In 2019, 50% of employees globally worked away from their office for at least two and a half days a week, and in the UK 70% of employees think flexible working makes a job more attractive. Whilst businesses have been making good headway towards flexible working, recent events may have meant that some businesses have had to pivot quickly to flexible working sooner than they would have planned for.

In order for a more disparate workforce to work effectively, individuals must have the knowledge and skills to make the most of working outside of the traditional office environment, as well as the technology and tools in place to support them. There are four key areas for both remote workers and employers to consider:

Don’t be afraid to ‘over comminicate’

When you aren’t in the office, there’s a risk of forgetting to keep team mates or managers in the loop. Rather than taking an ‘out of sight, out of mind’ mentality, checking-in regularly and asking questions if anything is unclear is crucial. You could share to-do lists at the start of the day or have a mid-day team call to catch up on how the day is going, and work on a basis that it’s better to over communicate than forget to share what you are doing.

Making good use of an instant messaging system is a good way to share a quick message, or better still, jump on a video call. As social creatures it’s important for us to see the expressions and emotions of those that we communicate with, and whether it’s reaching a decision or sharing a joke, doing either whilst seeing the reaction of a colleague will provide a big boost to a remote worker’s morale and mood.

Maintain working relationships

Regular communication is also a way to ensure the efforts of remote workers are acknowledged and rewarded when they aren’t physically in the office. Motivation and productivity levels can slip if team members are not encouraged and thanked for their efforts.

It can also be harder to maintain close working relationships with co-workers from a remote location, so encourage employees to carve out time to let each other know they are available to help them if needed. Simply asking how a colleague’s day is going, or video-calling for a ‘digital coffee’ or informal meeting can massively help maintain connections between colleagues. And if the lack of face-to-face interaction feels like a barrier to relationship building, again our friend video calling can be a great way to catch up for an easy and informal chat.

Know your tech

Ideally, you’d make sure that all employees are familiar with their tech as soon as flexible working patterns are put in place. If employees haven’t been able to become familiar in time, it may be worth introducing them to ‘power users’ in the company – friendly and approachable colleagues that have been allocated as technology champions. These power users can answer any questions that they may be too shy to ask the IT department about, or show them nifty features that could be a huge productivity booster.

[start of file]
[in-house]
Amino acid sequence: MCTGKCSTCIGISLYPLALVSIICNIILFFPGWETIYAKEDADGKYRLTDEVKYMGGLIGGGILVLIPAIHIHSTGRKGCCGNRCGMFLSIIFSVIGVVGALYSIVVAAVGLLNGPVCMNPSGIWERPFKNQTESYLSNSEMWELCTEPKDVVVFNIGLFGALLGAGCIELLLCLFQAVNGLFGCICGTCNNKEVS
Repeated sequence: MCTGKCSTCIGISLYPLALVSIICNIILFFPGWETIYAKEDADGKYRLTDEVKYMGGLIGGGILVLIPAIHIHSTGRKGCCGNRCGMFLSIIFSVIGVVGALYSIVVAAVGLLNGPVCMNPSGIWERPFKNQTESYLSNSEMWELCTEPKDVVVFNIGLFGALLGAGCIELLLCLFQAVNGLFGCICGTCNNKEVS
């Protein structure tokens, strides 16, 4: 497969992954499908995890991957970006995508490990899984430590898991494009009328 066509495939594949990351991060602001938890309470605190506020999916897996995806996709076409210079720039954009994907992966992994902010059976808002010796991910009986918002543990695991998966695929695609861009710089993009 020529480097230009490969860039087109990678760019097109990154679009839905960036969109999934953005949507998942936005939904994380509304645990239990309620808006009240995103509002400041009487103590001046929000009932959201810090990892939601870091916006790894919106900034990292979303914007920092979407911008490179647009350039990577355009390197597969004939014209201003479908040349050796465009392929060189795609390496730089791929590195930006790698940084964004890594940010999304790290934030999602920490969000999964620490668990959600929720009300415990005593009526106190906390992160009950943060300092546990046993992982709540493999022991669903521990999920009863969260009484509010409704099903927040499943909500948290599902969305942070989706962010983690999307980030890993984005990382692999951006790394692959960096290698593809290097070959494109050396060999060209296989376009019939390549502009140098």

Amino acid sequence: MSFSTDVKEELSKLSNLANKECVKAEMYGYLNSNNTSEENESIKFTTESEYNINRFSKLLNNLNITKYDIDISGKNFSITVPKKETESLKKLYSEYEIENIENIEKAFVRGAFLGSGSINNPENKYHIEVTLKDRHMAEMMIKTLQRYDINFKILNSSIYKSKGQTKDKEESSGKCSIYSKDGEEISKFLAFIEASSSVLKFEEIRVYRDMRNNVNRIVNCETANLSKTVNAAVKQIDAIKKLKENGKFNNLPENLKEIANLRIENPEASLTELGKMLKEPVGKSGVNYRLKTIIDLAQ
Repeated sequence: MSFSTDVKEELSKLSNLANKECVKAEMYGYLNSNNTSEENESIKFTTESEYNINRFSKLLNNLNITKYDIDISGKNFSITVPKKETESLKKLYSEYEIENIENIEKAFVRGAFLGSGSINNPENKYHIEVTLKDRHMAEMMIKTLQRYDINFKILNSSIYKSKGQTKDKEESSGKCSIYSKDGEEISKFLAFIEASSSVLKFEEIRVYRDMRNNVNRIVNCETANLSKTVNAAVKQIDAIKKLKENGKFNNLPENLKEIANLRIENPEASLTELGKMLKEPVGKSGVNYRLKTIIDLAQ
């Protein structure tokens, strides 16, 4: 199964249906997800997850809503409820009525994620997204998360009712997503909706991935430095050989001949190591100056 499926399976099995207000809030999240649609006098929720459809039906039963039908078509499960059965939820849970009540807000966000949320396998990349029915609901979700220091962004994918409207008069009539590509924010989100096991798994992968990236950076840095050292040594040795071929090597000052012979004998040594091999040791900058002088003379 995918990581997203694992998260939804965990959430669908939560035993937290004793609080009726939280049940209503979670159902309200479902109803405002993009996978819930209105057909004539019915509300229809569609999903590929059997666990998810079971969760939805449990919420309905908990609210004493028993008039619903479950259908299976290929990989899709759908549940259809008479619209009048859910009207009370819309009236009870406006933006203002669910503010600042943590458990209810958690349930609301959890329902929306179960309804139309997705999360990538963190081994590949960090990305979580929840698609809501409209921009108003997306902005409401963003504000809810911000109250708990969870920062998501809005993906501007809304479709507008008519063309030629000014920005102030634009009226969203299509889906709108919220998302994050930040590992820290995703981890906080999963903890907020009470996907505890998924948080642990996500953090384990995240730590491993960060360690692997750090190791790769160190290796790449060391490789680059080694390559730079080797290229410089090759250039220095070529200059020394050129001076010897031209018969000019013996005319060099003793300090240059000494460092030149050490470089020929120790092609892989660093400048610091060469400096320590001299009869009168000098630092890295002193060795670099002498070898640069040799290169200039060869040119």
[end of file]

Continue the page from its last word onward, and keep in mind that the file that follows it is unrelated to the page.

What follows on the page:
It’s also worth checking that remote workers have everything they need to be as productive and comfortable as possible, such as having ergonomic peripherals. For example, a vertical mouse or keyboard with wrist padding can make computer users more comfortable, and ensure everyone is able to maintain the levels of productivity they would achieve from the office. This will differ from person to person – there isn’t a ‘one size fits all’ set up, so take the time to understand what each employee needs.

Make video calls effective

Video calling and conference calls are an important part of remote working, as they allow individuals to communicate in a way which most closely mimics face-to-face communication and supports collaborative working. As a result, everyone involved must know how to dial in, enable their camera and audio, frame themselves well with the camera at eye level and tidy surroundings, and put speakers on mute when not speaking. Otherwise, there is a risk of delayed meetings, confusion around participants and individuals talking over one another.

To keep the meeting prompt and productive, it’s also important to ensure everyone has strong, stable internet connection to avoid streaming delays. It’s also good practice to circulate an agenda ahead of time and stick to it, and designate someone to chair the meeting to give the call structure, and minimise participants talking over each other. Finally, ensure participants give themselves extra time to make sure they have done all of the above before the meeting is due to begin. Delays to a call commencing can be frustrating for others and embarrassing for the culprit.

Remote and flexible working options have the potential to be productive and effective for employees, and in the current situation have provided a lifeline to many service businesses in facilitating a continuity of their services. However, the above steps must be considered in order for this way of working to be effective. Ensuring that employees understand how to use and maximise the technology needed to collaborate, and keeping up communication when not working face-to-face are both important – otherwise, productivity and motivation may suffer.

Anne Marie Ginn is Head of Video Collaboration EMEA at Logitech

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